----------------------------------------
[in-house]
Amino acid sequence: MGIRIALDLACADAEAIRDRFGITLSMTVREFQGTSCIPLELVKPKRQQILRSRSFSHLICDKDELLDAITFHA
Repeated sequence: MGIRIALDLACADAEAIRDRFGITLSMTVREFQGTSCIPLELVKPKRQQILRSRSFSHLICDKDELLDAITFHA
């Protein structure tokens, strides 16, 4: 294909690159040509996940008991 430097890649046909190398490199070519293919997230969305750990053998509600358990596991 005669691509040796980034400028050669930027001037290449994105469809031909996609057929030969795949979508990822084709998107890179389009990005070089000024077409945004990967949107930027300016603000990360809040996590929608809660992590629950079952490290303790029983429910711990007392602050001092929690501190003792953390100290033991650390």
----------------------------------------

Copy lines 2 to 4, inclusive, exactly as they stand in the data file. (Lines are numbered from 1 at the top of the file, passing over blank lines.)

Amino acid sequence: MGIRIALDLACADAEAIRDRFGITLSMTVREFQGTSCIPLELVKPKRQQILRSRSFSHLICDKDELLDAITFHA
Repeated sequence: MGIRIALDLACADAEAIRDRFGITLSMTVREFQGTSCIPLELVKPKRQQILRSRSFSHLICDKDELLDAITFHA
């Protein structure tokens, strides 16, 4: 294909690159040509996940008991 430097890649046909190398490199070519293919997230969305750990053998509600358990596991 005669691509040796980034400028050669930027001037290449994105469809031909996609057929030969795949979508990822084709998107890179389009990005070089000024077409945004990967949107930027300016603000990360809040996590929608809660992590629950079952490290303790029983429910711990007392602050001092929690501190003792953390100290033991650390």